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Estimating India’s Defence Manpower

Laxman Kumar Behera was Research Fellow at Manohar Parrikar Institute for Defence Studies and Analyses, New Delhi. Click here for detailed profile.
Group Captain Vinay Kaushal (Retd.) was Consultant at Manohar Parrikar Institute for Defence Studies and Analyses, New Delhi. Click here for detailed profile.
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  • August 04, 2020

    Summary: This issue brief estimates MoD's manpower strength in the armed forces and various other defence establishments. It also estimates total defence manpower cost, and, in so doing, looks at uniformed and civilian pay and allowances. The brief argues that like other matured democracies, such as the US and the UK, India also needs to have a public version of a manpower database which could be part of its annual budgetary document. This would facilitate greater understanding and analysis of any possible manpower-related reforms in the future.

    The Ministry of Defence (MoD) employs the biggest workforce among all the central government ministries. Its workforce is nearly 50 per cent larger than that of the Railways and over 90 per cent higher than that of the Home Affairs – the two most manpower-intensive ministries after the MoD.1 Though the bulk of the MoD’s workforce consists of uniformed personnel (employed in the army, navy and air force), a sizeable number of defence civilians are employed in the armed forces and various other establishments to perform a variety of functions ranging from the provision of clerical support to the design and manufacture of state-of-the-art weapon systems. Naturally, pay and pension constitute the single largest element of the MoD’s expenditure.2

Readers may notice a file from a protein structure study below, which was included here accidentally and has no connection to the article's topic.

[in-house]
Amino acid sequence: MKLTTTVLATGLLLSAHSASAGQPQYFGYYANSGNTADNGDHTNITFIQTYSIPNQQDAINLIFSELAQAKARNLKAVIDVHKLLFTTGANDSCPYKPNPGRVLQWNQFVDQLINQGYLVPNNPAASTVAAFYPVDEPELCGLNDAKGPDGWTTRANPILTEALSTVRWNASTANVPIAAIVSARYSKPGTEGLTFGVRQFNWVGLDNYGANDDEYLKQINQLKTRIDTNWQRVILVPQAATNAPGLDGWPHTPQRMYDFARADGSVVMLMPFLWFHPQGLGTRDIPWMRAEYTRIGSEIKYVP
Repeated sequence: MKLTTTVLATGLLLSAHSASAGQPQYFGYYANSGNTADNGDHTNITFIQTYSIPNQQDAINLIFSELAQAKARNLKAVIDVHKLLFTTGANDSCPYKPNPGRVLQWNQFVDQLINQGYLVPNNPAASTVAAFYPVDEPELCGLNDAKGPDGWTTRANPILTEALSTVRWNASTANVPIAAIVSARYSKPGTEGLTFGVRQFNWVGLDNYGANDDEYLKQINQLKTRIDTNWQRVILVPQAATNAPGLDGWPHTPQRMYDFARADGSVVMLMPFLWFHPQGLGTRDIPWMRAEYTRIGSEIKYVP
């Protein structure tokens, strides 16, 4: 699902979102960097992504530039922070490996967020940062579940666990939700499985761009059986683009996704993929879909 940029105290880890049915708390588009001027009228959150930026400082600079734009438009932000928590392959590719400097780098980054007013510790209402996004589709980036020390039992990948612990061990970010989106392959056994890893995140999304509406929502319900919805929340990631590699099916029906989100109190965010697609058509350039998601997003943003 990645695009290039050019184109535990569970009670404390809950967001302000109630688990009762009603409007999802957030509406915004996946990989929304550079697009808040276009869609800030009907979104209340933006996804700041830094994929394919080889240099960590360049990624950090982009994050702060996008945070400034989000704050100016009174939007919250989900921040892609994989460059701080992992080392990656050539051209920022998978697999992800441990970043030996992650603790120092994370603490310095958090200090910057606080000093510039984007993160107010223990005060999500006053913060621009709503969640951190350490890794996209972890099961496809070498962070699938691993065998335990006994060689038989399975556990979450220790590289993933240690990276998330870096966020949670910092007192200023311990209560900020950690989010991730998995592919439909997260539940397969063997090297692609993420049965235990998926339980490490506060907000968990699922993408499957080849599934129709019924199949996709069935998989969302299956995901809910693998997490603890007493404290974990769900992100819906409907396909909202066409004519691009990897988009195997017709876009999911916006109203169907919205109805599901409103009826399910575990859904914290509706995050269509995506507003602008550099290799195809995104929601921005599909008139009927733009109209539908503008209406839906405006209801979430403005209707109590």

The MoD does not, however, provide regular updates on the number of personnel in its roll in any systematic manner. It is, therefore, logical to assume that MoD does not have a centralised database of its manpower or, if it has, it does not wish to place it in the public domain for unspecified reasons. Nevertheless, it has been estimated previously that MoD pays nearly 50,72,880 people from its annual budget and that these personnel are spread across three broad categories: uniformed personnel, defence civilian employees, and defence pensioners.3

    How accurate is the abovementioned estimate and does it capture all the MoD’s serving and retired personnel? This issue brief attempts to answer this question by identifying the number of personnel in different categories including those who are paid outside the MoD’s budget. In so doing, it also examines total personnel cost of defence manpower, the share of uniformed and civilian personnel in total pay and allowances (P&A), and the distribution of the uniformed personnel’s P&A among various budgetary heads. It is intended to sensitise policymakers about the imperative of manpower reforms, in view of several demands for rationalising defence manpower cost.

    Among the influential voices, the Chief of Defence Staff (CDS), appointed recently as part of the Narendra Modi Government’s higher defence management reform, has advocated containing the defence manpower cost.4 The CDS’ view assumes greater significance considering that the Indian defence budget is increasingly being consumed by rising manpower cost, leaving very little for modernisation, upkeep of existing arms in inventory, infrastructure upgradation, and research and development (R&D).5

    Defence Manpower Data

    Major democracies have developed a transparent system of mapping their defence manpower in a systematic manner. For instance, the United States (US) Department of Defense (DoD) provides time-series workforce data dating back to 1940 as part of its annual budget document. It is provided in two broad categories – active duty military and civilians – with details given in a number of sub-categories (active duty military: army, navy, marine corps, air force; civilians: army, navy and marine corps, air force, space force and defence agencies).6 For military retirees, time-series data from 1960 onwards are provided by DoD’s Office of the Actuary.7 Apart from this, the US Department of Veterans Affairs maintains a comprehensive database, providing the number and expenditure details of veterans since at least the late 1990s.8